On a related note, once you’ve packed things together, get out that magic marker. Sure, you’ll write “lights” on the box of lights, but try to be more specific when it comes to labeling your containers. Are the lights for the mantel, mailbox, Christmas tree, or something in the yard?

Novak also recommends labeling boxes as “X out of X” (e.g., “5 out of 7”). If you do this, you won’t miss out on a box or search for one that doesn’t exist.

6. Cheaping out on organizational supplies

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Plastic storage bins filled with decorations for various holidaysChris_Soucy/iStock

Stop yourself before reaching for those brown paper bags!

“Make this the year to invest in sturdy containers for all your ornaments,” Gray-Plaisted urges.

“They may seem pricey, but good ones can last the rest of your life,” DeMorrow adds.

And as long as you’re splurging, opt for red and green containers that are easy to spot in a garage or storage space.

7. Not keeping notes

As you put things away, make notes on what needs replacing or items you need to add your collection (e.g., broken lights, stained cocktail napkins, or a bigger turkey platter for next year). With a detailed list, you can strategically hit those half-price sales in January and fill in the holes for next year.

Posted by Jennifer Geddes on realtor.com

 

Tiny Home Traits: 5 Features Every Small Space Needs

Live more comfortably and efficiently in any size dwelling with these clever tips.

Tiny homes appeal to many people, whether as a solution to surging rents or because of the freedom they can lend your lifestyle. But if you decide living in 400 square feet (or less) is for you, how do you actually make it work?

Here are five features that help make tiny homes functional — and even comfortable.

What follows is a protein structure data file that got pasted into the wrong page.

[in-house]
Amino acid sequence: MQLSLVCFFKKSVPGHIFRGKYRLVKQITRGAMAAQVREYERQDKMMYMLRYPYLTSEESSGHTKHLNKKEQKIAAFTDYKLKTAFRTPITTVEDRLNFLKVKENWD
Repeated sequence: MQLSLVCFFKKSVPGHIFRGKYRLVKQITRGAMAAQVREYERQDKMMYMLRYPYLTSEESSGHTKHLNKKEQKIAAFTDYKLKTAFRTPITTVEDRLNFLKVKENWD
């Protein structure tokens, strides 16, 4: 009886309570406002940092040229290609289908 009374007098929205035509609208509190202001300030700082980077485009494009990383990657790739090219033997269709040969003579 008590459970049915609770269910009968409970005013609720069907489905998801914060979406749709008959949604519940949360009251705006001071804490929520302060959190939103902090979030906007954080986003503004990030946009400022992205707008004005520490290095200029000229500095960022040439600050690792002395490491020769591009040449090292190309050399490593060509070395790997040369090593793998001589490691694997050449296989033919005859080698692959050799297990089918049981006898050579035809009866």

1. A bed on the main level

Although most tiny homes have lofted beds for obvious space-saving reasons, it’s a good idea to also have somewhere to sleep on the main level for guests, or if you can’t make it up the stairs due to an injury, notes Dee Williams, author of “The Big Tiny” and founder of Portland Alternative Dwellings.

One of the easiest and most efficient ways to put a bed in the main living area is to purchase a couch that converts to a bed.

2. A ton of natural light

Many tiny homes are restricted to an 8.5-foot width and 13.5-foot height due to federal and state highway rules on transporting structures. (Although you can build a tiny home on a foundation, many tiny home owners choose to place theirs in backyards or even in RV parks, which means the home will need to be moved once it has been built.)

Because of this limited amount of space, the more natural light, the better. “Using windows or different wall finishes can make a space feel a lot bigger,” explains Derin Williams, builder and designer for Shelter Wise, a design-build firm based in Portland, OR.

3. Creative storage solutions

If you are living (or planning to live) tiny, then a large majority of your items will most likely need to be recycled, given away or tossed. However, the items you still have will need a space, which can be a challenge in less than 400 square feet.

Simple solutions like hanging up your pots and pans instead of storing them in drawers, or keeping extra blankets and pillows in an ottoman or trunk, are good space savers.

When building your tiny home, consult with your builder, as there are tons of creative ways to make space for your items. “Many people have collapsible or hidden drawers in their tiny homes,” notes Dee. “A lot of builders are now also putting drawers in the toe-kick area, which is an awesome additional use of space.”